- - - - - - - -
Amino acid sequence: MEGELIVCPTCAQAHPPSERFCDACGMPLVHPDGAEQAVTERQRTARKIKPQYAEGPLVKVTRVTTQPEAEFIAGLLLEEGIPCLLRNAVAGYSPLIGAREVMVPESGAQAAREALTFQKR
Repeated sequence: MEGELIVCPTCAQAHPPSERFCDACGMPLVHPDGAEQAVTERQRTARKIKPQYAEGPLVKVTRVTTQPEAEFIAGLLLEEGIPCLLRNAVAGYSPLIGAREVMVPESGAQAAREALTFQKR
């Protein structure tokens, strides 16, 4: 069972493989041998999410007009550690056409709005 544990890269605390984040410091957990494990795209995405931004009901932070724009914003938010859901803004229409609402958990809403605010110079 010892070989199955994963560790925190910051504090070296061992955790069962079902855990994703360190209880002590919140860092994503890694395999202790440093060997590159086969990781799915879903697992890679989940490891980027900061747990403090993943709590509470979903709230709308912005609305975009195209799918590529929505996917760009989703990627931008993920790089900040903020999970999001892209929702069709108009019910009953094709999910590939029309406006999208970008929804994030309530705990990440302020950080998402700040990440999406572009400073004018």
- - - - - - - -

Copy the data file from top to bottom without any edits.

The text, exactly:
Amino acid sequence: MEGELIVCPTCAQAHPPSERFCDACGMPLVHPDGAEQAVTERQRTARKIKPQYAEGPLVKVTRVTTQPEAEFIAGLLLEEGIPCLLRNAVAGYSPLIGAREVMVPESGAQAAREALTFQKR
Repeated sequence: MEGELIVCPTCAQAHPPSERFCDACGMPLVHPDGAEQAVTERQRTARKIKPQYAEGPLVKVTRVTTQPEAEFIAGLLLEEGIPCLLRNAVAGYSPLIGAREVMVPESGAQAAREALTFQKR
């Protein structure tokens, strides 16, 4: 069972493989041998999410007009550690056409709005 544990890269605390984040410091957990494990795209995405931004009901932070724009914003938010859901803004229409609402958990809403605010110079 010892070989199955994963560790925190910051504090070296061992955790069962079902855990994703360190209880002590919140860092994503890694395999202790440093060997590159086969990781799915879903697992890679989940490891980027900061747990403090993943709590509470979903709230709308912005609305975009195209799918590529929505996917760009989703990627931008993920790089900040903020999970999001892209929702069709108009019910009953094709999910590939029309406006999208970008929804994030309530705990990440302020950080998402700040990440999406572009400073004018």